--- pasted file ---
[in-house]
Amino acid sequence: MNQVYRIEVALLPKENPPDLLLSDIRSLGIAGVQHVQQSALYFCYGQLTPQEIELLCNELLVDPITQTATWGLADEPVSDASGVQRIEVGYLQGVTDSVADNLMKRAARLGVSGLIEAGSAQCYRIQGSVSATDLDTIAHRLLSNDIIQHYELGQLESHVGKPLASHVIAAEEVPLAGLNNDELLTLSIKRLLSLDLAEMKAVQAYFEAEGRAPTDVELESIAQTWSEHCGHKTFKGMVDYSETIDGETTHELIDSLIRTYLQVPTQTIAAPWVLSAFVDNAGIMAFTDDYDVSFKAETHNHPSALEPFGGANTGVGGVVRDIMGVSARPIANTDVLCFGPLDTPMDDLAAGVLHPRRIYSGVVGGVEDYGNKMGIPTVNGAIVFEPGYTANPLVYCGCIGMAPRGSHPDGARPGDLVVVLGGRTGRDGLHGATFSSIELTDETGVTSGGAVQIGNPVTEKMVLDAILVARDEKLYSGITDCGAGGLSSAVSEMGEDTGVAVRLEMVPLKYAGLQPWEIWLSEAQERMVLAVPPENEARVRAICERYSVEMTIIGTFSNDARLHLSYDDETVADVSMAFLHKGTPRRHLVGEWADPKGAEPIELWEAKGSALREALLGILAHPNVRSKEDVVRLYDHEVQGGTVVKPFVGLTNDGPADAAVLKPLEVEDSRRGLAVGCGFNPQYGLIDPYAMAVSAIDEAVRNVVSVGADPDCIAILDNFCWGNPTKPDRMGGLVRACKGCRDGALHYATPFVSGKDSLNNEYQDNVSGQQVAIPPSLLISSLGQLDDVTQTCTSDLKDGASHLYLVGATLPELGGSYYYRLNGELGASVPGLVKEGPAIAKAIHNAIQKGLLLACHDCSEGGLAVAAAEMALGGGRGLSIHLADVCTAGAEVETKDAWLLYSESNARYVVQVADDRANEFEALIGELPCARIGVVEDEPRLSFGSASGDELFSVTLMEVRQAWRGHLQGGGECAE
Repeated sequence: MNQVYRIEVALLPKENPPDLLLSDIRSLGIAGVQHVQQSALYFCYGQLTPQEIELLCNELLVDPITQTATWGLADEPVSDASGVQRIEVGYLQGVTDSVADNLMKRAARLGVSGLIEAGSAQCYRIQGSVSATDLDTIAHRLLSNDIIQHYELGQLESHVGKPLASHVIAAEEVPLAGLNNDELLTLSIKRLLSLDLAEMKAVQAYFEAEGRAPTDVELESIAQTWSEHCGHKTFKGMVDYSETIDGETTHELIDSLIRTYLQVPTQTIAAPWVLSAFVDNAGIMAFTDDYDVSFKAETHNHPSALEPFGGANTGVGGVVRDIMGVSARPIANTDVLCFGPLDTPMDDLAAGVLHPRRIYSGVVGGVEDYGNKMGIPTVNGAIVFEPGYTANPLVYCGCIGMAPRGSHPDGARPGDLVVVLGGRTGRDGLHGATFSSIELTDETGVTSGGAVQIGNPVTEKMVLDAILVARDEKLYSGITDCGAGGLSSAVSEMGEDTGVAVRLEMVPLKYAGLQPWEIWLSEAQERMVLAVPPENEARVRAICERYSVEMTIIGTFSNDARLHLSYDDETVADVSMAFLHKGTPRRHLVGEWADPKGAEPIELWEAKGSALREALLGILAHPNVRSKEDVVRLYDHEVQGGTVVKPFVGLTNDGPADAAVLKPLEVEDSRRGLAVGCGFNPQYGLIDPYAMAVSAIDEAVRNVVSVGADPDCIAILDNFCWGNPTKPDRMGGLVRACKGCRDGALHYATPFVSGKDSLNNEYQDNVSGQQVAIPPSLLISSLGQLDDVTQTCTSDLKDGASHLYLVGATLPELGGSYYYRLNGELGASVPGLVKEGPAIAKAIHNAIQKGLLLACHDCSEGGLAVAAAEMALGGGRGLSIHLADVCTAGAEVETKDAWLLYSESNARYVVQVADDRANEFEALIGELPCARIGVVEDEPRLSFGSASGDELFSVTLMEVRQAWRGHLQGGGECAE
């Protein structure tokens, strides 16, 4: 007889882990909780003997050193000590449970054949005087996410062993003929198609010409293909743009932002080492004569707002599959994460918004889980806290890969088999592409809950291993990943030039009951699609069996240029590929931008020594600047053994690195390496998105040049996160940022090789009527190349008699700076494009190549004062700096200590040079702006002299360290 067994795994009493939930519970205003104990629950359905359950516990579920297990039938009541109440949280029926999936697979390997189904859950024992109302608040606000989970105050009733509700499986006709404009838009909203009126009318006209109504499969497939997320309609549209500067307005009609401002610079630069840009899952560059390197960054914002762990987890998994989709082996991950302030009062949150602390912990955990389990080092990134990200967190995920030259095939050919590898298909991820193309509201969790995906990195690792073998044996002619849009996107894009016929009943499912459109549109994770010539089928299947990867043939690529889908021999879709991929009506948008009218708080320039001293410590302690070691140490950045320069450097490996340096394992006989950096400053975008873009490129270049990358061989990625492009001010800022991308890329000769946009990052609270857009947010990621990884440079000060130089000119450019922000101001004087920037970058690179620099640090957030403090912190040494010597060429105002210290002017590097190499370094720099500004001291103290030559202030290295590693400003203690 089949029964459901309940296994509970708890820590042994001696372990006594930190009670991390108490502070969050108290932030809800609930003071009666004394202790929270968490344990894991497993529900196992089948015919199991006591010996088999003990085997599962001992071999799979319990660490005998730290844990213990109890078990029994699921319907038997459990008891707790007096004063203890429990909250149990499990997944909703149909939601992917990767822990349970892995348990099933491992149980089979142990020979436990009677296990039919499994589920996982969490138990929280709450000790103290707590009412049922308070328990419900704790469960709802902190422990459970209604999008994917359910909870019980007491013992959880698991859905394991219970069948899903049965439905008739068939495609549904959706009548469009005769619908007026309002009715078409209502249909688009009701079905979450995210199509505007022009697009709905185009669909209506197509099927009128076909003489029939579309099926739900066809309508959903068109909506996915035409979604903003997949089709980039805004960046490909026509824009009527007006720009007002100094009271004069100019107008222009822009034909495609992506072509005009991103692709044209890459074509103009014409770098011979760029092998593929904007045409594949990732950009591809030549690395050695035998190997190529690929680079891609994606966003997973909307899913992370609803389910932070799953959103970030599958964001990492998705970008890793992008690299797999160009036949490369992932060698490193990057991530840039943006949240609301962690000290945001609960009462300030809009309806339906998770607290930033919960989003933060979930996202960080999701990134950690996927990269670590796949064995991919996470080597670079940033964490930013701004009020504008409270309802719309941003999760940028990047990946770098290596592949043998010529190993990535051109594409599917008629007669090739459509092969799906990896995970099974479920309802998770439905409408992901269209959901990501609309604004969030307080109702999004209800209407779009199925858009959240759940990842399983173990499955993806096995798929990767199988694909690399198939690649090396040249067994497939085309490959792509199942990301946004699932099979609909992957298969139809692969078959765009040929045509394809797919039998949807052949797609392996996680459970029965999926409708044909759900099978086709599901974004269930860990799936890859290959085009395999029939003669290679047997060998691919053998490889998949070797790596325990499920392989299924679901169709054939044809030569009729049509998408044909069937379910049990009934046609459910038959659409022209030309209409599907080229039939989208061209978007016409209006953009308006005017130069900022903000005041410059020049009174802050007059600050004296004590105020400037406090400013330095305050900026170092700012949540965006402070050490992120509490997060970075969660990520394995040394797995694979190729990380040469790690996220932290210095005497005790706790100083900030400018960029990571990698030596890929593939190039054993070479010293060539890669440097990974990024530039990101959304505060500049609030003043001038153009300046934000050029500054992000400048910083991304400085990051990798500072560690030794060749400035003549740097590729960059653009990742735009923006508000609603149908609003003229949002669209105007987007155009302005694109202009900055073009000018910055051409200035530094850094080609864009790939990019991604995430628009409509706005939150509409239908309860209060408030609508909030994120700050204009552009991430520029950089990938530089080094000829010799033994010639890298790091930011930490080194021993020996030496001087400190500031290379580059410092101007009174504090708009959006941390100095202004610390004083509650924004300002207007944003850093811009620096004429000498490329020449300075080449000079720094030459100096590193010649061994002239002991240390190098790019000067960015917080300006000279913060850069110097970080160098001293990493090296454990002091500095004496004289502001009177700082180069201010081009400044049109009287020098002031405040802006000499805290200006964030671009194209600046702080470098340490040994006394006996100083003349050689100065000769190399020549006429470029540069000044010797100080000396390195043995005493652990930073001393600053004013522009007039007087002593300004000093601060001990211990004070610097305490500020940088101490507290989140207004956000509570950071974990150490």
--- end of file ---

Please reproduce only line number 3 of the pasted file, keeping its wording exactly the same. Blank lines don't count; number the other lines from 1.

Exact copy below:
Repeated sequence: MNQVYRIEVALLPKENPPDLLLSDIRSLGIAGVQHVQQSALYFCYGQLTPQEIELLCNELLVDPITQTATWGLADEPVSDASGVQRIEVGYLQGVTDSVADNLMKRAARLGVSGLIEAGSAQCYRIQGSVSATDLDTIAHRLLSNDIIQHYELGQLESHVGKPLASHVIAAEEVPLAGLNNDELLTLSIKRLLSLDLAEMKAVQAYFEAEGRAPTDVELESIAQTWSEHCGHKTFKGMVDYSETIDGETTHELIDSLIRTYLQVPTQTIAAPWVLSAFVDNAGIMAFTDDYDVSFKAETHNHPSALEPFGGANTGVGGVVRDIMGVSARPIANTDVLCFGPLDTPMDDLAAGVLHPRRIYSGVVGGVEDYGNKMGIPTVNGAIVFEPGYTANPLVYCGCIGMAPRGSHPDGARPGDLVVVLGGRTGRDGLHGATFSSIELTDETGVTSGGAVQIGNPVTEKMVLDAILVARDEKLYSGITDCGAGGLSSAVSEMGEDTGVAVRLEMVPLKYAGLQPWEIWLSEAQERMVLAVPPENEARVRAICERYSVEMTIIGTFSNDARLHLSYDDETVADVSMAFLHKGTPRRHLVGEWADPKGAEPIELWEAKGSALREALLGILAHPNVRSKEDVVRLYDHEVQGGTVVKPFVGLTNDGPADAAVLKPLEVEDSRRGLAVGCGFNPQYGLIDPYAMAVSAIDEAVRNVVSVGADPDCIAILDNFCWGNPTKPDRMGGLVRACKGCRDGALHYATPFVSGKDSLNNEYQDNVSGQQVAIPPSLLISSLGQLDDVTQTCTSDLKDGASHLYLVGATLPELGGSYYYRLNGELGASVPGLVKEGPAIAKAIHNAIQKGLLLACHDCSEGGLAVAAAEMALGGGRGLSIHLADVCTAGAEVETKDAWLLYSESNARYVVQVADDRANEFEALIGELPCARIGVVEDEPRLSFGSASGDELFSVTLMEVRQAWRGHLQGGGECAE